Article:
If any of this resonates with you, here are my top tips to managing your impatience:

 

Learn to recognise it and harness it

 

Impatience can lead you to do all sorts of silly things. When it comes to decision making specifically if you don’t recognise that it’s your impatience that’s driving your decision making process it can be very dangerous. For example, I am now on my fourth coach, having rushed into hiring three that were completely wrong for me because I rushed my decision based on that ‘need help NOW’ thinking. I didn’t do the research, went with my gut (because I was impatient) and didn’t think about what I really needed beyond the immediate. If you can, try and isolate exactly what it is that’s making you feel impatient. Try and think about it in relation to the bigger picture. Get things back into perspective. Set a date to make your decision by with a decent time window and then take steps to make sure it’s the right decision. Try and shift the energy that the impatience creates into working hard on making sure you get the best results.

 

Learn to manage it properly

 

Quite often we become so stressed by the impatient feelings we get that we stop doing all the good things that make us feel like that in the first place. Like writing pitch emails to potential new clients, publishing blogs or building strategic plans. We want to ‘get going’ and learn while we do but in doing that, we are often sabotaging our chances of success and compounding the issue further. Learning to be comfortable with the feelings of impatience will greatly increase your chances of getting the results you crave. Tell yourself that it’s a completely normal part of working towards success and get on with it. Try not to let it paralyse you or lead you to rush everything instead.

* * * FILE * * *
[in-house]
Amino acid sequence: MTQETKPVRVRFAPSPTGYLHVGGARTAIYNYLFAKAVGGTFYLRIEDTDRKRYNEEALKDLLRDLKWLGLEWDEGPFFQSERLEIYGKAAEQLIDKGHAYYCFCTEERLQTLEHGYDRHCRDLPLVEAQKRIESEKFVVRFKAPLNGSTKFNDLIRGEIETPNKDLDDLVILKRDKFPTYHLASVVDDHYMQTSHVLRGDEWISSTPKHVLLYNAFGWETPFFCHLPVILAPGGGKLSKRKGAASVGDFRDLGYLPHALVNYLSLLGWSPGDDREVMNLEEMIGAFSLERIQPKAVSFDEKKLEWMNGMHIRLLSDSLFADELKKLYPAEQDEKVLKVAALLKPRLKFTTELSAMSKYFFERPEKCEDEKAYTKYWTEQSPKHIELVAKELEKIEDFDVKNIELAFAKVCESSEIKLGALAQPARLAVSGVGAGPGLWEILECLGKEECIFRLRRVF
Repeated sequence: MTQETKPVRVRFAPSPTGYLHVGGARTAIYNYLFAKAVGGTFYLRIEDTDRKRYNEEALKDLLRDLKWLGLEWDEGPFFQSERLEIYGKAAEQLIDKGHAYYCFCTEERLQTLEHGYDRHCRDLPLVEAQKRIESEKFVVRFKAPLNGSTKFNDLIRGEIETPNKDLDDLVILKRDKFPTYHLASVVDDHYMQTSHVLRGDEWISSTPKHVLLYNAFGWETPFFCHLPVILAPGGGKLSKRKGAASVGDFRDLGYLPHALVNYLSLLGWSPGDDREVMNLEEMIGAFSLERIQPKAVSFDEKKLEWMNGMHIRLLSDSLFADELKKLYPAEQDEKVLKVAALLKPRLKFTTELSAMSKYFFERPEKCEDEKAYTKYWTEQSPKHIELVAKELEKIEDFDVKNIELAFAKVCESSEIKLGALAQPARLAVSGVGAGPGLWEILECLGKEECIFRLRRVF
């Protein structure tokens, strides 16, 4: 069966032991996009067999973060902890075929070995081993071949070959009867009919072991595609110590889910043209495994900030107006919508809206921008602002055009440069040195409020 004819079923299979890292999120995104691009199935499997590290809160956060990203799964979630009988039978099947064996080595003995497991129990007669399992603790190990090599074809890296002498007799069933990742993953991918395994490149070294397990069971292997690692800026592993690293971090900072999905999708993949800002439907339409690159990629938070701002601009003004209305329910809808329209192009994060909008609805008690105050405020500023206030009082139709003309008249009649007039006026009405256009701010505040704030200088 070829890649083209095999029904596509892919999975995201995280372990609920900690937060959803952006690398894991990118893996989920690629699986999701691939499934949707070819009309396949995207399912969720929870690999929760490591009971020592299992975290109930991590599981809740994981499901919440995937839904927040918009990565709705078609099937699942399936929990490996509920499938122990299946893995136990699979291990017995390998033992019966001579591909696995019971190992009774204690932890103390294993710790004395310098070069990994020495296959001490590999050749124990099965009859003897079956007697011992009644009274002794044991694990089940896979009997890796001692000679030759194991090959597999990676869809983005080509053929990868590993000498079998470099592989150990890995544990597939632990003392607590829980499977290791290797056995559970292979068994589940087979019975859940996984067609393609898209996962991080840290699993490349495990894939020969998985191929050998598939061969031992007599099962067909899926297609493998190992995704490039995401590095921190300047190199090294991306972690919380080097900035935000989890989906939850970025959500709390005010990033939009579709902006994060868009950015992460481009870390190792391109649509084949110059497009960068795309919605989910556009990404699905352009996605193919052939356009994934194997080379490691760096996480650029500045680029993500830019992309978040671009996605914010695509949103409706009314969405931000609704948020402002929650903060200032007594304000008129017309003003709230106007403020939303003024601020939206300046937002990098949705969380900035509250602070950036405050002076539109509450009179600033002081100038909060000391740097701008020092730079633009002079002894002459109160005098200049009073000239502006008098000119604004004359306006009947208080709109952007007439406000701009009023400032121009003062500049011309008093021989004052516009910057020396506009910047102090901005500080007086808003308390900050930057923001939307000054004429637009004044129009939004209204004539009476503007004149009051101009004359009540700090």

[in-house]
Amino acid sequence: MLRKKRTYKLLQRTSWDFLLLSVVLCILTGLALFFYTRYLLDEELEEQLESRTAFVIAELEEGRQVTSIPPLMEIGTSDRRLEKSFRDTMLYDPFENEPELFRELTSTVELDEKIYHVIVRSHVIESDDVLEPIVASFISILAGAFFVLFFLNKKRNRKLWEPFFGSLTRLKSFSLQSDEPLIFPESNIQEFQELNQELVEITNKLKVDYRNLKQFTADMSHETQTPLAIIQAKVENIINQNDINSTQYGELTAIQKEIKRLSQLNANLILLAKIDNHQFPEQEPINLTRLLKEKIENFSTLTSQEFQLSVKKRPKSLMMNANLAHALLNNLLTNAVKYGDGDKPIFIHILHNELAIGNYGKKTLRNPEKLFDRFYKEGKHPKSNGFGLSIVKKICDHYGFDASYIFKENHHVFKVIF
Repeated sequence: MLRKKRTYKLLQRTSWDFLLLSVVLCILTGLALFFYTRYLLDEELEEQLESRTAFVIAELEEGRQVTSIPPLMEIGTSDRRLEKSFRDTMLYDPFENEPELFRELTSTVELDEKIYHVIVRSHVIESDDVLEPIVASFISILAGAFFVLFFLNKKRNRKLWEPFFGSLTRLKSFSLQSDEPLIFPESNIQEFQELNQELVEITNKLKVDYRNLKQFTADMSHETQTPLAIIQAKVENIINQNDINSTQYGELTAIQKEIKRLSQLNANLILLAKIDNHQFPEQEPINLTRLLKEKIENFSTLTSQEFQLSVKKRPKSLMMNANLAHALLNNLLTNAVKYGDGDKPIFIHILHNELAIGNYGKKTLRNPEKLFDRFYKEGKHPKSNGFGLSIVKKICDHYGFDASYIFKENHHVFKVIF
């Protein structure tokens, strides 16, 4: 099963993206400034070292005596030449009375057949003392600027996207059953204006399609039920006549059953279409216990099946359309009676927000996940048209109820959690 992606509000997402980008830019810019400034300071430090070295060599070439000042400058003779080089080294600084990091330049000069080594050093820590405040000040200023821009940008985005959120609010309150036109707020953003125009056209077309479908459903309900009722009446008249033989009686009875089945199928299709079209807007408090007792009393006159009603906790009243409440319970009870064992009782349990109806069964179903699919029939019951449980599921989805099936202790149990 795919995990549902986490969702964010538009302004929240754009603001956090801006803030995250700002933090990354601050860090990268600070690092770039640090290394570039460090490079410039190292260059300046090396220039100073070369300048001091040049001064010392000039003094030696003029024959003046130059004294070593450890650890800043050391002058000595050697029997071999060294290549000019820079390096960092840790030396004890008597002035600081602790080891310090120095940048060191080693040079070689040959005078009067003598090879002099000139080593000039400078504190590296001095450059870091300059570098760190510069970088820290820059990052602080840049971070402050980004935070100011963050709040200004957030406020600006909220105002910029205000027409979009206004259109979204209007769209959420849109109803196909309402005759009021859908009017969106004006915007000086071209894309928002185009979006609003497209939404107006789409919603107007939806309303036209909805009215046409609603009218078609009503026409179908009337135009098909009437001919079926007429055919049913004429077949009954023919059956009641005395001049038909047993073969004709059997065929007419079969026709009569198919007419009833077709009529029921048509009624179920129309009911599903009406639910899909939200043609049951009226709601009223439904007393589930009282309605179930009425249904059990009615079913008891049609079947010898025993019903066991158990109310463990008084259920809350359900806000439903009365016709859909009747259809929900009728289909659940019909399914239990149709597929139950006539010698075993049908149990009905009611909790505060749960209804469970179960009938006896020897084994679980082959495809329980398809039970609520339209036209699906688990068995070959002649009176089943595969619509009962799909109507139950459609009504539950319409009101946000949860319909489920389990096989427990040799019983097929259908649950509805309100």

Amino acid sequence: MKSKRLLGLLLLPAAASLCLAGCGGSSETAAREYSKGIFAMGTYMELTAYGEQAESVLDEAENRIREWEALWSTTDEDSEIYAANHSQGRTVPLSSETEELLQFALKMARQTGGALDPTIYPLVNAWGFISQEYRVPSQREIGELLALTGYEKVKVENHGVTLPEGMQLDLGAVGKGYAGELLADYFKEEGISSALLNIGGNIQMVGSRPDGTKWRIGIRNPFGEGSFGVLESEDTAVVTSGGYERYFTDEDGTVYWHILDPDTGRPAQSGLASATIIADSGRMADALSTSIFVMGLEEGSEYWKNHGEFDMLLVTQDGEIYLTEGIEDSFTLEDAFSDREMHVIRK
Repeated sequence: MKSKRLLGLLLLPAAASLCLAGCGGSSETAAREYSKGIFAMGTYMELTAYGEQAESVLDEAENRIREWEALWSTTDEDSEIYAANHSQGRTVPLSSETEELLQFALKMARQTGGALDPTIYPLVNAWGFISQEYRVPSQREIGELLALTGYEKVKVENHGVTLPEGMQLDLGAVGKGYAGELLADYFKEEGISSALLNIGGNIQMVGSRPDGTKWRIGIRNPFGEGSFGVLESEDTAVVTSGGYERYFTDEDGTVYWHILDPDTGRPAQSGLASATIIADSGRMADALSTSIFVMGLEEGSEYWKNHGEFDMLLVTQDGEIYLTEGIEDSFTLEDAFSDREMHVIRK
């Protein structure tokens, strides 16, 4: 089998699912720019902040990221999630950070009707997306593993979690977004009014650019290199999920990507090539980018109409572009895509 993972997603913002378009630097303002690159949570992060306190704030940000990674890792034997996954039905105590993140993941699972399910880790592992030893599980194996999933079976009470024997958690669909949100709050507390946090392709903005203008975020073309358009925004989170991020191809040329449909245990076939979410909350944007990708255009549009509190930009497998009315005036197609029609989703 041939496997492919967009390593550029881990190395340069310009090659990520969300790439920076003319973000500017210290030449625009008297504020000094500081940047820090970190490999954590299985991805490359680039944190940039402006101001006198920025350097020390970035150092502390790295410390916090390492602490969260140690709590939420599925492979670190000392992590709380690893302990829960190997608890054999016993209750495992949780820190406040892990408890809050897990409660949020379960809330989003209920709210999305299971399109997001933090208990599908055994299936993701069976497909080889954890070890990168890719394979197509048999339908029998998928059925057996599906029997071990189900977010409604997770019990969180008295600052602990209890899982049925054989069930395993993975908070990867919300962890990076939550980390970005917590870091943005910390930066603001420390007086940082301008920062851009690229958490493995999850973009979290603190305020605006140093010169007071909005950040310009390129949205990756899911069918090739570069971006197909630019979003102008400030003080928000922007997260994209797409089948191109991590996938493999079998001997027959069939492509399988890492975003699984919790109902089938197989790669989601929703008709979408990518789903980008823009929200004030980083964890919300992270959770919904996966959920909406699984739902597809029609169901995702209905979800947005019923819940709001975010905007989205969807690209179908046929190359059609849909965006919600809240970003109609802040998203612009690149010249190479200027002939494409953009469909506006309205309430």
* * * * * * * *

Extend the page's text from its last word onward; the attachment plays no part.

Set timelines and goals

 

Set yourself goals and timelines. If you’re starting something new, whether that’s a job, a project or a business relationship, it will take time to grow and bear fruit. Set yourself goals and milestones along the way. Check in against these goals to map your progress and set reasonable timelines by when you will judge success. Don’t let your feelings of impatience be the measure by which you judge yourself, you will never feel as though you’re succeeding!

 

Apply a growth mindset

 

When you’re trying to succeed at something, the last thing you want to do is think about how much you’re learning along the way. A growth mindset is about so much more than that though and if you’re working towards something, it can be hugely freeing to think of things in terms of a growth mindset. The mostly helpful growth mindset thinking you can apply if you’re feeling impatient is the word YET. Impatience can force you to want to throw in the towel and be very black and white about things – thinking I CAN’T DO THIS, I’ll never be able to do it. Instead try and be a bit kinder to yourself and tell that impatient voice in your head, ‘I just can’t do this YET’.

 

If you’ve had the patience to read to the end, then well done! I hope these tips help, it’s certainly helped me to think about all the tools I have in my box that can help me to feel better about feeling impatient! If you're new to the blog and would like to receive weekly updates then click on the link below to sign up...